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When most projects start out they have an identified problem that is driving the effort. Every project I’ve been a part of, or can think of for that matter, has at it’s core a problem, perceived problem or need that is moving people to action. I believe that a large number of these projects are scoped to “fix” the wrong problem. The costs (and the subsequent wasted funds) of missing the problem aren’t trivial – but many refuse to look at alternate ways of defining their organization’s problem discovery process. This isn’t a formal process in most places – it’s a gut reaction from leaders who see symptoms from a problem and act decisively to resolve it. Unfortunately, the ROI payoff on this method of problem discovery isn’t all that good.

I’d like to describe two methods of defining project problem statements and let you make up your mind as to whether your methods of defining and developing project problem statements could use an upgrade. Understanding this “black art” isn’t difficult; applying these methods however touches other culture hot-buttons that make using them more interesting.

The first is the 5-whys technique. This requires the leader to ask probative questions though 5 rounds of asking “why”. Through each successive round of questions, further details are revealed about the problem and it’s nature. A classic example is:

Q: Why were you late for work?

A: Because my car wouldn’t start. Q: Why (1)

A: Well, I was out of gas. Q: Why? (2)

A: I spent too much at the sports bar and didn’t have enough money to buy gas.

You get the idea. This process doesn’t require the user to ask a precise number of “why” questions – the goal is to find out the cause of the problem – in this case a lack of funds. Sending a tow-truck out for the person’s car wouldn’t help the matter – but many organizations choose to take the first symptom they see and craft a project around it.

The second method is similar, but achieves the goal differently. Describing the problem in a statement is the first of three steps. This statement can’t propose a solution; it must be a strict statement of what the problem is. This is difficult for many who’ve been trained (i.e.: conditioned) to never discuss a problem without a solution. Once the problem statement is completed, the next step is to look at the current process (or how you interact with/around the problem activity).

This could be a flowchart of the process used to describe the steps before, during and after the problem activity.  It can also be a meeting with sticky notes to define the steps, the circumstances around the problem, etc.  The crux of the activity of describing the process is capturing the context of the problem – when does it happen, how does it occur, etc.  Knowing what actions are happening around the bit that’s not performing to expectations (the problem) can be invaluable to the final step – identifying the core/root cause of the problem.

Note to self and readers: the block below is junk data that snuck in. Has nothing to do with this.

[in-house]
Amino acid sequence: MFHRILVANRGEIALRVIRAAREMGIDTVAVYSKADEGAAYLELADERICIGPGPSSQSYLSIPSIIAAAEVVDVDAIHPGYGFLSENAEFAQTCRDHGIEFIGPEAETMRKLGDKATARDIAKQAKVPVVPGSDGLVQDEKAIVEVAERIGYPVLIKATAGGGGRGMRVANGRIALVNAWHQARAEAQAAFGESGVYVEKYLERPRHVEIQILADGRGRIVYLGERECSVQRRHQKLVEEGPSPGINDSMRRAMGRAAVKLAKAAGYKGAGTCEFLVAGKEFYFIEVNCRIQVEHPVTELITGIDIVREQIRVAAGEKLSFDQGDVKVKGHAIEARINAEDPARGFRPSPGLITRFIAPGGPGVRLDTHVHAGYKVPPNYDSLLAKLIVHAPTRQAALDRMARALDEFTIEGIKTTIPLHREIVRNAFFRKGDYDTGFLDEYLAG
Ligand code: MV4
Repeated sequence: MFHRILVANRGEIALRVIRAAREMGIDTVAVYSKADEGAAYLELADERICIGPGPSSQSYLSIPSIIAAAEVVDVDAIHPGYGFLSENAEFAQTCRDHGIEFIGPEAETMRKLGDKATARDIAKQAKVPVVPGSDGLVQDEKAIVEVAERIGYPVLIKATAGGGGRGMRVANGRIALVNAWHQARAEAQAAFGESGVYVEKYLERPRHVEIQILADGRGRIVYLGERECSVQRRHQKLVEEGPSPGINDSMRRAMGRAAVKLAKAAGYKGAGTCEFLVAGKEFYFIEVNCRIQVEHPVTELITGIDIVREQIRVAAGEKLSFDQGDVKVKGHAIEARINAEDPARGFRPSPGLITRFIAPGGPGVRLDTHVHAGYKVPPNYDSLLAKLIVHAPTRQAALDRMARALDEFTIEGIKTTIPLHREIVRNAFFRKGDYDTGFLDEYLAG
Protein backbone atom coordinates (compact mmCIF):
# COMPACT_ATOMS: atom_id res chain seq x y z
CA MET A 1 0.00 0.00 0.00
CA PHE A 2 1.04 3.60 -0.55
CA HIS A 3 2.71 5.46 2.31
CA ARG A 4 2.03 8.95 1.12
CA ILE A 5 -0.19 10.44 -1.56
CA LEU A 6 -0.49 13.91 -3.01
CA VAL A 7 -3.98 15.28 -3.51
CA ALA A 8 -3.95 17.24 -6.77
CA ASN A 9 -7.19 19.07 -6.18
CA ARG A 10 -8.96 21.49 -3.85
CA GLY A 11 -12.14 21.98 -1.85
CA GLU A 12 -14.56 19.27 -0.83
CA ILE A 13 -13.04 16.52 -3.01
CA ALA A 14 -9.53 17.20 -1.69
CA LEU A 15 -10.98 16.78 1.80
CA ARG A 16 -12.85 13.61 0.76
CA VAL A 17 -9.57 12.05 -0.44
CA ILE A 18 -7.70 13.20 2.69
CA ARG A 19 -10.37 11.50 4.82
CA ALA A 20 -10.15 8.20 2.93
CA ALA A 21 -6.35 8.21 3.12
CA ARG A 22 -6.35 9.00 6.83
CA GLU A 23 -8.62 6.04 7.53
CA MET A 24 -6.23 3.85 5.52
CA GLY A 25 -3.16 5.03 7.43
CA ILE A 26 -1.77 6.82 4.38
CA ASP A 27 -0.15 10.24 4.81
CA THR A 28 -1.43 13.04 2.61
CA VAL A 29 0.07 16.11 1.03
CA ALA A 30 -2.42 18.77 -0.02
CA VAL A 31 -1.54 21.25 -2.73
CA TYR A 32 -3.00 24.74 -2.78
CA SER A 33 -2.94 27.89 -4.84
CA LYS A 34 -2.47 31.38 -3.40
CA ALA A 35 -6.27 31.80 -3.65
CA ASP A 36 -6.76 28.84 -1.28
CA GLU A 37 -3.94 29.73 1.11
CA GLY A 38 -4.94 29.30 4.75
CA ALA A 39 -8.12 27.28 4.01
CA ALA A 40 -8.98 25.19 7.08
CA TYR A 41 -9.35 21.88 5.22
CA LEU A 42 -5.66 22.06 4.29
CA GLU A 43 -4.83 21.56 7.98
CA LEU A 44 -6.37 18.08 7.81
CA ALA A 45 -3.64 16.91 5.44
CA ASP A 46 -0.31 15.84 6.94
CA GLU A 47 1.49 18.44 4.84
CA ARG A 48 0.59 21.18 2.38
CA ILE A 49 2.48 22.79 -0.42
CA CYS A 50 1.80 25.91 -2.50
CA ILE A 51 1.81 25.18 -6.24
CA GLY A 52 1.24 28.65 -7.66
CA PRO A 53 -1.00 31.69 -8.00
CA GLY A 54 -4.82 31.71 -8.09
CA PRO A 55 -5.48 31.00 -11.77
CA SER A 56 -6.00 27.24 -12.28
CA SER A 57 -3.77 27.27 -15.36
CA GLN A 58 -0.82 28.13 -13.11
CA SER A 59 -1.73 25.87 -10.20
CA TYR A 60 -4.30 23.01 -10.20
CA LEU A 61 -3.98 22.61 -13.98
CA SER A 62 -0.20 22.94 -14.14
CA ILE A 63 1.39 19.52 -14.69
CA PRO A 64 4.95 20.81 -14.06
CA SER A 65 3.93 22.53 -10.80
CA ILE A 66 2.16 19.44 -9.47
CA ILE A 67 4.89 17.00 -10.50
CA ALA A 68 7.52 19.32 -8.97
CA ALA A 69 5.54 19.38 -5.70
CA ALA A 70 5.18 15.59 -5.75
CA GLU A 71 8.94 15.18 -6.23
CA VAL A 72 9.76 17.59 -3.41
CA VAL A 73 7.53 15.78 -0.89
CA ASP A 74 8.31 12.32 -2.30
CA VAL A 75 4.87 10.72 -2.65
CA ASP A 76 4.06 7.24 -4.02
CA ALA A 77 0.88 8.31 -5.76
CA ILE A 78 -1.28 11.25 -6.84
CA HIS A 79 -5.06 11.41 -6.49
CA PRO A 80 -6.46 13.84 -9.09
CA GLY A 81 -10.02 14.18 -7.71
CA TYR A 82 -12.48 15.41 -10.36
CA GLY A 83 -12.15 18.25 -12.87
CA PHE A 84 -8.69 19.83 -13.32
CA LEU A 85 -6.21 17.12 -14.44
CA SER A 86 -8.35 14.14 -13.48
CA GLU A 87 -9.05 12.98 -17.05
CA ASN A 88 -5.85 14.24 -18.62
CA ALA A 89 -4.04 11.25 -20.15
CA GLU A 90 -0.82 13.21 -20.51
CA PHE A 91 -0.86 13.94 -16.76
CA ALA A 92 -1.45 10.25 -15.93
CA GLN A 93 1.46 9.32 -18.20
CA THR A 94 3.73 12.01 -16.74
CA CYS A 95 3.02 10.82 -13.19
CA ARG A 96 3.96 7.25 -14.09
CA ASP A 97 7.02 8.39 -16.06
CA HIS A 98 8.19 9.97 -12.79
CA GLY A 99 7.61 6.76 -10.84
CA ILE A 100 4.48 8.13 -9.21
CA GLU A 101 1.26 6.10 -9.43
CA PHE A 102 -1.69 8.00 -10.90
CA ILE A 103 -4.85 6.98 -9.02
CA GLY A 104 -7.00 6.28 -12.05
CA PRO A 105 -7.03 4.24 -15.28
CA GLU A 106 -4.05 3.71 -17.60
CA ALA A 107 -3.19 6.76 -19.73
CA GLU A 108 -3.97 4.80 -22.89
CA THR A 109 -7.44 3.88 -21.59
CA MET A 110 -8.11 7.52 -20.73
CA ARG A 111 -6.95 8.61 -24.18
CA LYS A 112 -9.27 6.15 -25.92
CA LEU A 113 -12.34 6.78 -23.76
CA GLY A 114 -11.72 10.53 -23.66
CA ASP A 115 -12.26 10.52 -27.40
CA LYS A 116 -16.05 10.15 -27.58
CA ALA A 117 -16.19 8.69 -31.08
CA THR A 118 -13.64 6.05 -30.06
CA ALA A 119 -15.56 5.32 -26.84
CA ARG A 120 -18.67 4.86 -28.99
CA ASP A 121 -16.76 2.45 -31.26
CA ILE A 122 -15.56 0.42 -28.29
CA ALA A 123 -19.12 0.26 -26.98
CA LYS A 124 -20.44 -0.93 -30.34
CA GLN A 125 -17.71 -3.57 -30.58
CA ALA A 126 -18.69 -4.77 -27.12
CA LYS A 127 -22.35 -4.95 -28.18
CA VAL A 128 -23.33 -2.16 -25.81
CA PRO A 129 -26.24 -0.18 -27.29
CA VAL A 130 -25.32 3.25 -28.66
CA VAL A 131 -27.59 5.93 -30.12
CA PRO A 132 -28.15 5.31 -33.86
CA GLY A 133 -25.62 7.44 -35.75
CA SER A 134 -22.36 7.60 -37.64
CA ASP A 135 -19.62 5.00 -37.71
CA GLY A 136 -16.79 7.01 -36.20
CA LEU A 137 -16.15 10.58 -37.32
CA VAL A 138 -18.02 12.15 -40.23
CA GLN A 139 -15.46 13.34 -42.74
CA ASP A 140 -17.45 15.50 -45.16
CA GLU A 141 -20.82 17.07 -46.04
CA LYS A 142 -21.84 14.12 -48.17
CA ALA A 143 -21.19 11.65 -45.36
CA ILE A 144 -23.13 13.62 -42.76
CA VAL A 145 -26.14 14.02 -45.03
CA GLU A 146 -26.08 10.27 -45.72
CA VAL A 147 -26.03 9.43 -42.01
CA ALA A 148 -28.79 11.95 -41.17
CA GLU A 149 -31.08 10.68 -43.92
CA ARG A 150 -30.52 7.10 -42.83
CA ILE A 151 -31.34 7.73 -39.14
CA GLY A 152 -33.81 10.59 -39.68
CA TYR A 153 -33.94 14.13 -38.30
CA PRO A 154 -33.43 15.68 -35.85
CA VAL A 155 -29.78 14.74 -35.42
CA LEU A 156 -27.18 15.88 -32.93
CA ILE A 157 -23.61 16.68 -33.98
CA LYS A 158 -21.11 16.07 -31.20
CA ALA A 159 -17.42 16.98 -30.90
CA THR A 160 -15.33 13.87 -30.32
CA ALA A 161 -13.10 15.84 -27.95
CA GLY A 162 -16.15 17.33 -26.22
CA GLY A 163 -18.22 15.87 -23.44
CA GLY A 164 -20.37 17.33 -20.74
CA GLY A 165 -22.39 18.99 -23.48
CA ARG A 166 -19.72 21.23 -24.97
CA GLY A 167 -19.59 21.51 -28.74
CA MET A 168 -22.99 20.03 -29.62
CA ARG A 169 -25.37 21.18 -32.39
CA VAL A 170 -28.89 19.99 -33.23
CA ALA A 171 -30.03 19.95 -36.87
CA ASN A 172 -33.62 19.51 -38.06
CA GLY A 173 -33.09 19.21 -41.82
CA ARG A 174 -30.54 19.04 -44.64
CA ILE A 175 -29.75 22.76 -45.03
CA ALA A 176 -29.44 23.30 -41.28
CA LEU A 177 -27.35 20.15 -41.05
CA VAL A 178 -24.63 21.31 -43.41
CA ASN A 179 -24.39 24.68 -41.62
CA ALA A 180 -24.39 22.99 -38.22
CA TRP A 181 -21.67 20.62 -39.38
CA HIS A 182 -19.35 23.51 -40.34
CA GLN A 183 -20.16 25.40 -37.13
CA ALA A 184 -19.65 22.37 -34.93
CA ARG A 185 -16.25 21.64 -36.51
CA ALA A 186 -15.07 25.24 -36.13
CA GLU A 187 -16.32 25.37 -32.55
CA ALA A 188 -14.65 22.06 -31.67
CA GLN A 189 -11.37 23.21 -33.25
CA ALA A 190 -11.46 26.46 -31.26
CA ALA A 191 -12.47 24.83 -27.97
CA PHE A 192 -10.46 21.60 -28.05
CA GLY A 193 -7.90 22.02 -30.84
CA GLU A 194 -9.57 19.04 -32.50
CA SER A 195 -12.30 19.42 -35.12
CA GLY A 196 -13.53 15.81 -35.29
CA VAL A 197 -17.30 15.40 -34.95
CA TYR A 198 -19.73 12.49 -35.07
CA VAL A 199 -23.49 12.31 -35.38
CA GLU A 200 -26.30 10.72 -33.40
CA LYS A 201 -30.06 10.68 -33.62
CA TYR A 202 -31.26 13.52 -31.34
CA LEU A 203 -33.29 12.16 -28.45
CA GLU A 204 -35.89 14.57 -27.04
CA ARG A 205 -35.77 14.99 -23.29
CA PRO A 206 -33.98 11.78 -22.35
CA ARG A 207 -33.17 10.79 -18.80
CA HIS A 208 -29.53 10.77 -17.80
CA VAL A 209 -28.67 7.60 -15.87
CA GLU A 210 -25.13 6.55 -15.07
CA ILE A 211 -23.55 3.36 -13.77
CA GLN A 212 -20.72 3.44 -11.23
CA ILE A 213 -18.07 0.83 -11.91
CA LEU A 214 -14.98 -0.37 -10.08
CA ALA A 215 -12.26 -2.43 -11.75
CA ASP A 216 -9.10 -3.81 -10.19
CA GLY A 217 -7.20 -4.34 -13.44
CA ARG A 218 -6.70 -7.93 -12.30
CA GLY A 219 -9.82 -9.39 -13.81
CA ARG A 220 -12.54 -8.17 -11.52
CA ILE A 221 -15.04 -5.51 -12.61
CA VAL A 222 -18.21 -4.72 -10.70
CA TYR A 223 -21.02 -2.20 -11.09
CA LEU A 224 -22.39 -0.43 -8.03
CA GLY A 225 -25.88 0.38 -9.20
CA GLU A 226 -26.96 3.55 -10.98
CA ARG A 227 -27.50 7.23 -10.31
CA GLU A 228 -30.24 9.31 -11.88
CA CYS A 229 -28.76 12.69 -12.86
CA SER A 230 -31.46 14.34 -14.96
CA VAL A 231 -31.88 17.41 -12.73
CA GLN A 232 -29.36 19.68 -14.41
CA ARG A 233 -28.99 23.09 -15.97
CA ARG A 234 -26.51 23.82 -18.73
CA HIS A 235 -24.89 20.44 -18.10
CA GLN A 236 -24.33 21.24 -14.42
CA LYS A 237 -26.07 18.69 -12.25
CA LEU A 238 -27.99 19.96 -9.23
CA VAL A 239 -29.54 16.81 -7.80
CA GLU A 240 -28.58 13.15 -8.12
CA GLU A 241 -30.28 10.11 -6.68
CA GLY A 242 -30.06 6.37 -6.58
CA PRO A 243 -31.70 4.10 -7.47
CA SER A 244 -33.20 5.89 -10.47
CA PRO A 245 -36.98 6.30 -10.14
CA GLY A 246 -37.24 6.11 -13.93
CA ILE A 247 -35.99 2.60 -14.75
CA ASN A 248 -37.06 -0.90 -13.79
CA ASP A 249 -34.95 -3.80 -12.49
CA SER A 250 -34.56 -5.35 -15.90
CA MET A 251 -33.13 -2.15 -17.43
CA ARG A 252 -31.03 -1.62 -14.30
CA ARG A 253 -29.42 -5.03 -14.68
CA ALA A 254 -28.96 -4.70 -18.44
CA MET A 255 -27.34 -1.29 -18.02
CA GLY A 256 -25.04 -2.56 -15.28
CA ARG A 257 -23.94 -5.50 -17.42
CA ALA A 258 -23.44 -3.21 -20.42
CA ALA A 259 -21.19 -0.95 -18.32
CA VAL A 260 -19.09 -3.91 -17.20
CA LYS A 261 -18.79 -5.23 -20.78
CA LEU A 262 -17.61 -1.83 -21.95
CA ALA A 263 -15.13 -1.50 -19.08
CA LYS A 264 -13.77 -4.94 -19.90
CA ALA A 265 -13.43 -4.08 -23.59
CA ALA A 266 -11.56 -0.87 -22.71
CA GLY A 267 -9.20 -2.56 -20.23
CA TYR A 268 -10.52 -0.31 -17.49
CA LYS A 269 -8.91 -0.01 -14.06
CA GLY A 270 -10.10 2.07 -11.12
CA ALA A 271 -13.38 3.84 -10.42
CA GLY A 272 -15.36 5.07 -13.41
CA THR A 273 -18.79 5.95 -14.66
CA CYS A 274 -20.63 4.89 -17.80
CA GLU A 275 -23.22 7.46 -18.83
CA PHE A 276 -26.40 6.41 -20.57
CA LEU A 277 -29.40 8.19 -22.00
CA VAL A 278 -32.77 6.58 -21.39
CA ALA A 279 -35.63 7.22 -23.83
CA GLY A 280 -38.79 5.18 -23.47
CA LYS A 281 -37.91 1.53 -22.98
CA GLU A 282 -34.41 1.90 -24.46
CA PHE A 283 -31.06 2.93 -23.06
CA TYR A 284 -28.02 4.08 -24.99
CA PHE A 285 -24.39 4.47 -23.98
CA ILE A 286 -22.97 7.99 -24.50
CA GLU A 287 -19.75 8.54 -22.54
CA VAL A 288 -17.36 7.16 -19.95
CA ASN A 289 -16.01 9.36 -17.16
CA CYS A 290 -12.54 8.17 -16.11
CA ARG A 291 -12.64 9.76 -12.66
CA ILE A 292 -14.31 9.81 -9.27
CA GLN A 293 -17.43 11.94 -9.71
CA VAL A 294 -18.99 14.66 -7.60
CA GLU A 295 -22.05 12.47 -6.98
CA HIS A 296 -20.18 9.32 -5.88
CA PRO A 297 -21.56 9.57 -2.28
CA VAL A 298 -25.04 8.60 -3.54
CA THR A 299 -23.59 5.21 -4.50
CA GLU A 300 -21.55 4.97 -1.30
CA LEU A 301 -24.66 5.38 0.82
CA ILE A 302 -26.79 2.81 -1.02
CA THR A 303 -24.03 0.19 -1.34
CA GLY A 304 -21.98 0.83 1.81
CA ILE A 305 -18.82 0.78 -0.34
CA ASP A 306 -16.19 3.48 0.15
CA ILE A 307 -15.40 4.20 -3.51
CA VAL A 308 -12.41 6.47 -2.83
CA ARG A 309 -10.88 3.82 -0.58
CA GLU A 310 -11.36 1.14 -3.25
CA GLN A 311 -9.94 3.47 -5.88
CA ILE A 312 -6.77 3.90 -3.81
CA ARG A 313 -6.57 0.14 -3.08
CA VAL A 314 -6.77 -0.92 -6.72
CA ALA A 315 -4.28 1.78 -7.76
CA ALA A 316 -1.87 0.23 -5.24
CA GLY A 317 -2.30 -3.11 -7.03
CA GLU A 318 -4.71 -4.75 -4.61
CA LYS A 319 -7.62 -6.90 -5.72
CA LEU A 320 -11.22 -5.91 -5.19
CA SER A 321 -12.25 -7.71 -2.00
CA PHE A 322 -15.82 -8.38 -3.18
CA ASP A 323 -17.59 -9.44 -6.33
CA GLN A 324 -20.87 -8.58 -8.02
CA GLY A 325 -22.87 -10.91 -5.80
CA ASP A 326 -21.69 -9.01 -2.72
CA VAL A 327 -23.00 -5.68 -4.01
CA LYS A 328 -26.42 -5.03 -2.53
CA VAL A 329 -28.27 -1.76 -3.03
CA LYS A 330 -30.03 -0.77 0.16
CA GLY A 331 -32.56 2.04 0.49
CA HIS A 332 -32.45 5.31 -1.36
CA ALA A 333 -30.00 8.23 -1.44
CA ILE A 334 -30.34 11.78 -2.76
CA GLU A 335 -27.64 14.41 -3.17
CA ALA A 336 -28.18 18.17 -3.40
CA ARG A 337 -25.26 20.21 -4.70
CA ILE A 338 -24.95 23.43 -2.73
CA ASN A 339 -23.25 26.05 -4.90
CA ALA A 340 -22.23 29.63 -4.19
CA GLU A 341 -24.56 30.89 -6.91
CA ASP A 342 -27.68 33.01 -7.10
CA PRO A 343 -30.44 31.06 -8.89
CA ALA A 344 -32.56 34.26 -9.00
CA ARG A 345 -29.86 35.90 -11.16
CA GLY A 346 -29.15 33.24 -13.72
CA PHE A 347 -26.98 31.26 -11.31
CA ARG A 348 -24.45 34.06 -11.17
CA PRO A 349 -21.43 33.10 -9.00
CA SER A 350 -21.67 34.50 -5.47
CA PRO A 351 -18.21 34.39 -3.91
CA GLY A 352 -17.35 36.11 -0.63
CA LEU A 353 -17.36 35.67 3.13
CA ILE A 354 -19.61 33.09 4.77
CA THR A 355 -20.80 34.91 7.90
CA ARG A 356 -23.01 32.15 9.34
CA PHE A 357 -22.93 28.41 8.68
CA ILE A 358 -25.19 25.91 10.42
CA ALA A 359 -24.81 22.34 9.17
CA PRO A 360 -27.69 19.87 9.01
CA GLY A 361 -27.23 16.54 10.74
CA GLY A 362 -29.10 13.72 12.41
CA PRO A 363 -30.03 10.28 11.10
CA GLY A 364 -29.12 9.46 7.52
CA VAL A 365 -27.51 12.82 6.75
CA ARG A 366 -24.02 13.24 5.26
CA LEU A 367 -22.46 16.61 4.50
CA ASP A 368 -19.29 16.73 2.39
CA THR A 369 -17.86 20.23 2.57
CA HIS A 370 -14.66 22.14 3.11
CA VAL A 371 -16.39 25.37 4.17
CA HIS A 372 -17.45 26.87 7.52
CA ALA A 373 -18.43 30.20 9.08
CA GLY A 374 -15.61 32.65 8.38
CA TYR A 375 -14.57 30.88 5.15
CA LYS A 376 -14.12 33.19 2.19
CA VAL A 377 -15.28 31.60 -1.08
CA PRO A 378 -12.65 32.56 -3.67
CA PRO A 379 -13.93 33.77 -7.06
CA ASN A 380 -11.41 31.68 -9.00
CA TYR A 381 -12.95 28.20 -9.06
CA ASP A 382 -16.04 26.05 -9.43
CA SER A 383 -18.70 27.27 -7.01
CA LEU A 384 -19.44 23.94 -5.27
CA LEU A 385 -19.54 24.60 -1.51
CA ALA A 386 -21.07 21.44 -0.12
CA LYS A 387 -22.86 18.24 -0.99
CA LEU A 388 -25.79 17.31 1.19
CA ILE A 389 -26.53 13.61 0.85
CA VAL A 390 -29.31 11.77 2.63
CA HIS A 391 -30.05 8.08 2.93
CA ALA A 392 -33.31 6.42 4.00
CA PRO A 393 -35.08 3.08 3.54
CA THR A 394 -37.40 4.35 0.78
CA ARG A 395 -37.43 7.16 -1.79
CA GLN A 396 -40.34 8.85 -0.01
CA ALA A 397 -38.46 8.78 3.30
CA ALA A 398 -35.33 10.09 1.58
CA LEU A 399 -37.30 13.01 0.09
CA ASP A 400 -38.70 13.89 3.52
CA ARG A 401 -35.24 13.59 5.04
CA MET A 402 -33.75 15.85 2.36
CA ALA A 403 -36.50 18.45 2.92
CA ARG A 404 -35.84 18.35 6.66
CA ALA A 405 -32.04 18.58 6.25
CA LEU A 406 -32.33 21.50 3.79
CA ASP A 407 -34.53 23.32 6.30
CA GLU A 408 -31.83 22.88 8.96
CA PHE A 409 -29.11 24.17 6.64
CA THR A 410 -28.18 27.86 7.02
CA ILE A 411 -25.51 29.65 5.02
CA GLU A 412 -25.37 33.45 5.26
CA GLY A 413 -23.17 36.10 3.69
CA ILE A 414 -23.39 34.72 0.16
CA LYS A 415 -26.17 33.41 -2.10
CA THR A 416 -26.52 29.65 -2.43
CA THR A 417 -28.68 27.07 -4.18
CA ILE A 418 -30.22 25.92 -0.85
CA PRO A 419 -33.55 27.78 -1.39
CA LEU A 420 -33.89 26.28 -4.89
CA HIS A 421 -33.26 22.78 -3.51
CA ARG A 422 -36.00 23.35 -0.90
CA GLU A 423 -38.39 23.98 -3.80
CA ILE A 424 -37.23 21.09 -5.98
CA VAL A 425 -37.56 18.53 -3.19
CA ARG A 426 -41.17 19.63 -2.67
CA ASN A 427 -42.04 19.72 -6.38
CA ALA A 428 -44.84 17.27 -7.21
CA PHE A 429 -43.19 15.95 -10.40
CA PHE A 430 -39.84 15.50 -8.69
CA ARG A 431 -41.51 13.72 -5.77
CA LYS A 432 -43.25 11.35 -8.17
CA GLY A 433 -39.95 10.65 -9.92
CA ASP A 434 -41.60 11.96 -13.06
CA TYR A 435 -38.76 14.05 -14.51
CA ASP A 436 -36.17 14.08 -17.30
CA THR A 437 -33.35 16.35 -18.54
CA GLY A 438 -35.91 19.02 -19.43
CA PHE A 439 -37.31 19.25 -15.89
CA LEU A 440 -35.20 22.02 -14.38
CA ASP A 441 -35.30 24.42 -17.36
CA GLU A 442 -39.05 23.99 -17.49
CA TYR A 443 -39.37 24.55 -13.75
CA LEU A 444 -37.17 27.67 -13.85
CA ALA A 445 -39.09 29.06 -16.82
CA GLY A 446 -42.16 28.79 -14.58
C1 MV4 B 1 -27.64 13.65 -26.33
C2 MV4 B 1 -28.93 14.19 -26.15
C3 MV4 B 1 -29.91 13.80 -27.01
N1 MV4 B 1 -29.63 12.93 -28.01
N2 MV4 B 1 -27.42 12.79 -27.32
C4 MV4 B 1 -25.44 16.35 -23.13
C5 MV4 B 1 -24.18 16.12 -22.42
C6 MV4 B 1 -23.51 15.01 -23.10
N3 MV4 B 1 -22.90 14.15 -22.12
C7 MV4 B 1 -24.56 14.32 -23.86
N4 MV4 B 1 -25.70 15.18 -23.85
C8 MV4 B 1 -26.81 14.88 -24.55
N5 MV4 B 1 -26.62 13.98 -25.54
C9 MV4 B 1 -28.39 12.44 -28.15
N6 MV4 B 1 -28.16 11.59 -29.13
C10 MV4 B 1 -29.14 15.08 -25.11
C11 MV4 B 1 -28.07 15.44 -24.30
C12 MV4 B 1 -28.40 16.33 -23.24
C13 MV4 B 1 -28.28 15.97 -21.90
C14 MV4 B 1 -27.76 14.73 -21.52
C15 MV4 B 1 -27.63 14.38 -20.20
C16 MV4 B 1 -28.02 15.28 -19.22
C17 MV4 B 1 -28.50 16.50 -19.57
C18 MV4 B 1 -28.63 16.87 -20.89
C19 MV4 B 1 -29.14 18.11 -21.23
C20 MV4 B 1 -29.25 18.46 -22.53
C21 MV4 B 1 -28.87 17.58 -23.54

IT Operations Managers have been defining root causes to problems for years – the pain of revisiting technical failure many times before the real issue is resolved cost the organization too much in goodwill and financial losses and good RCA (root cause analysis) practices came into existence.  The same activity needs to occur for functional/technical problems that kick off projects  – in many cases the initial symptom has little to do with the root problem, and likely disappears when the root problem is rectified.

My guess on why this process isn’t leveraged as often as it should be is relatively simple – many organizations are “jacked up” or dysfunctional beyond what their public images display.  Digging into the core problems of an organization isn’t popular or good for your career, in general.  If the leaders of the corporate culture define a move toward honesty around the state of internal process and develop ways to capture and prioritize the items that are discovered, this can allow process root cause development to flourish and make the project results more valuable, immediate and tangible.

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I’ve been a proponent (much to the chagrin of some of my team mates) of the idea that organizations don’t understand the problems they’re trying to solve for quite some time. This sounds absurd on the face of things – why would an organization sink time, money and resources into a solution for a problem they don’t understand?

Fact is, most folks participate in “blind solutioning” (fixing a problem where only the symptoms are well known) and aren’t aware of the damage they cause – I’ve been met with anger, disbelief and denial whenever I try to gently bring this to the surface. Like it or not, so many projects start out with an assumption that a product is the answer before any time is spent determining what needs to be rectified in the first place.

There is a great interview of two chaps that illustrates this well –

I plan on digging into this more in the coming weeks – stay tuned!

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Well, there is one constant for our technology ladened world – things change and innovate fast. There is a new website with a killer mission – to give all that what it the opportunity to create their own comic strips. Pardon my inner-kid, but that is soooo kewl!